Most of us already know that “green buildings” are synonymous with environmental friendliness. That means they are less expensive to operate while also being better for our planet. How important that really is might be shocking. The U.S. Green Building Council (USGBC) estimates that commercial buildings are themselves responsible for 30% of greenhouse gas emissions, 30% of raw material consumption, and 12% of potable water consumption. Those are staggering numbers that, collectively, add up to a serious global concern. It is no wonder that building green (also called sustainable design) has become such a hot topic in the design and construction sector.
On the other hand, green buildings have a reputation for poor ROI. While somewhat true in a historical sense, this is becoming less the case today. Sustainable features do cost more up front, but the timeframes for full payback are becoming shorter and shorter. Continual advances in sustainable engineering, design, construction techniques, and technologies have much to do with making green buildings a more viable option. Government incentives have also provided some real tax breaks to encourage sustainable design.
A full understanding of the benefits sustainable buildings provide can help clear up the misconceptions that a green building costs more overall. So what are the specific economic, social, and environmental benefits to going green? Let’s sort it out…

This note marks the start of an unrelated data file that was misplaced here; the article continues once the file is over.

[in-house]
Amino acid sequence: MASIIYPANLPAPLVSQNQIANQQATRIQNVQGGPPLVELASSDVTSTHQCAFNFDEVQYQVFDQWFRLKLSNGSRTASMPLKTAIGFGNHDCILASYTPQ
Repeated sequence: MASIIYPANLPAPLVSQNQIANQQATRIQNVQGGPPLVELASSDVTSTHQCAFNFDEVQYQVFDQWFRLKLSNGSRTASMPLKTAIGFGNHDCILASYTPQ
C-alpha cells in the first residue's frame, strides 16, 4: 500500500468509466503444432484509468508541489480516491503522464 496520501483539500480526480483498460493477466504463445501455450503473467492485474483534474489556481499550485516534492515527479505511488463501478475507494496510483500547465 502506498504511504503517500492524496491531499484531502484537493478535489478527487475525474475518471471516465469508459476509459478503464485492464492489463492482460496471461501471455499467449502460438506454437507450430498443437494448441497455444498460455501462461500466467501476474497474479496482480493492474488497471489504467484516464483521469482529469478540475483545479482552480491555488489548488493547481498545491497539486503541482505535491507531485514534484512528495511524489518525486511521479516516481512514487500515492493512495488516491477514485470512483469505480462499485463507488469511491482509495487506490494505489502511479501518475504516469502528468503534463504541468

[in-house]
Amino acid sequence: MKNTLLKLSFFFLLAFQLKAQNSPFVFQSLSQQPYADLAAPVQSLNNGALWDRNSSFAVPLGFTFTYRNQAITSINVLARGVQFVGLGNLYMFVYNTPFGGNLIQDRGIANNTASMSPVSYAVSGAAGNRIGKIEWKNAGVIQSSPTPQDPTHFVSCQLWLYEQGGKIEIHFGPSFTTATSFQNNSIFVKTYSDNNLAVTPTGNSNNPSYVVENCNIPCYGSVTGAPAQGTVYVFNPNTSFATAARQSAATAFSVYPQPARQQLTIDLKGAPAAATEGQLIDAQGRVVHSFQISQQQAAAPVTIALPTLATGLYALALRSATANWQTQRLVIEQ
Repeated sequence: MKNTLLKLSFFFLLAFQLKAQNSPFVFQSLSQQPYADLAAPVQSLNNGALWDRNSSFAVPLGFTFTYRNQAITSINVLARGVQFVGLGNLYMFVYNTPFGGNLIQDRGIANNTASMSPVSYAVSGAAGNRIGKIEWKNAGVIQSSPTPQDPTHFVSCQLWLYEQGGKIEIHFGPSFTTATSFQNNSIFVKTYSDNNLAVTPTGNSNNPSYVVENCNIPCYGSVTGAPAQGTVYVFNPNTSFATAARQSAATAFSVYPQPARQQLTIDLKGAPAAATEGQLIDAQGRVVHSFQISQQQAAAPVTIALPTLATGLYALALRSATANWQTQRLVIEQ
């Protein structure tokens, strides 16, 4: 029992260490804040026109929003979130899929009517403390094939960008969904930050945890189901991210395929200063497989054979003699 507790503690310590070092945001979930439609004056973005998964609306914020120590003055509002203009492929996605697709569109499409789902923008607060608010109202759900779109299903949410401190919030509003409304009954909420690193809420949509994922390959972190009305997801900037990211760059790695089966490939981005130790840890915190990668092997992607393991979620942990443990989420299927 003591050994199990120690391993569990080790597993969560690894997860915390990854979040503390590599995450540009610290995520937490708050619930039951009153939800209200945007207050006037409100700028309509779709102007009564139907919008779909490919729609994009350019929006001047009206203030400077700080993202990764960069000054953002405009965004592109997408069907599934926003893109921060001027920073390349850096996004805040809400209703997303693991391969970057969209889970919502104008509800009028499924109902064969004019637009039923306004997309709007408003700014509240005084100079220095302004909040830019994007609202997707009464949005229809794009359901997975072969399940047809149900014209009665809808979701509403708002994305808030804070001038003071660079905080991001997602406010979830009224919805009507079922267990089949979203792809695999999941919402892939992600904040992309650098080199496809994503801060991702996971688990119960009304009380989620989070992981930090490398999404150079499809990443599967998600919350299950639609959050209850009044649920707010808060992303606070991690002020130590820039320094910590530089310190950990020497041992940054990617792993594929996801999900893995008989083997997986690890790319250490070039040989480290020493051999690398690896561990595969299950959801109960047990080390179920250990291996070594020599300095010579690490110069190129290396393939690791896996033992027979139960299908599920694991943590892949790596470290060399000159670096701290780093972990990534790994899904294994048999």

Specific Benefits of Green Commercial Buildings:
Reduce Pollution – Greenhouse gas emissions including carbon dioxide are an unavoidable consequence of commercial buildings. Commercial buildings are the number one contributor to these harmful emissions. The growing concern around global warming makes reducing pollution that much more urgent. Green building construction may be a big part of the answer.
Reduce Waste – Buildings can, by design, generate less waste. This happens both before and after construction. Green buildings are required to limit the amount of trash that ends of in a landfill during construction. They also incorporate simple solutions like compost bins that reduce waste once the building is occupied.
Water Savings – Reducing water consumption is important for our planet’s future. Water is also becoming more and more expensive. 30 major U.S. cities report at least a 6% increase in the cost of water since 2010. A continued increase in the cost of water is generally anticipated over the next decade.
Conserve Other Natural Resources – Green buildings prioritize the use of recyclable materials. As whole, they consume roughly 40% less raw material usage. That translates an astonishing reduction of 3 billion tons of raw materials annually.
Protect Occupant Health – Studies from the Environmental Protection Agency (EPA) estimate that indoor air quality of green buildings is as much a ten times cleaner. Cleaner air quality means healthier occupants.
Increased Occupant Productivity – Cleaner air quality means less short-term and long-term ailments. When occupants are healthier and more comfortable they are naturally more productive.
Increased Property Value – Green buildings are more desirable on the open market. Utilities are expensive. Therefore, tenants are more likely to sign a lease on a green building knowing it will result in lower utility bills. As vacancy rates go down, property values go up.
Increased Longevity – Sustainable building construction significantly optimizes the life-cycle of the building. That means its useful life can be extended through green design and construction.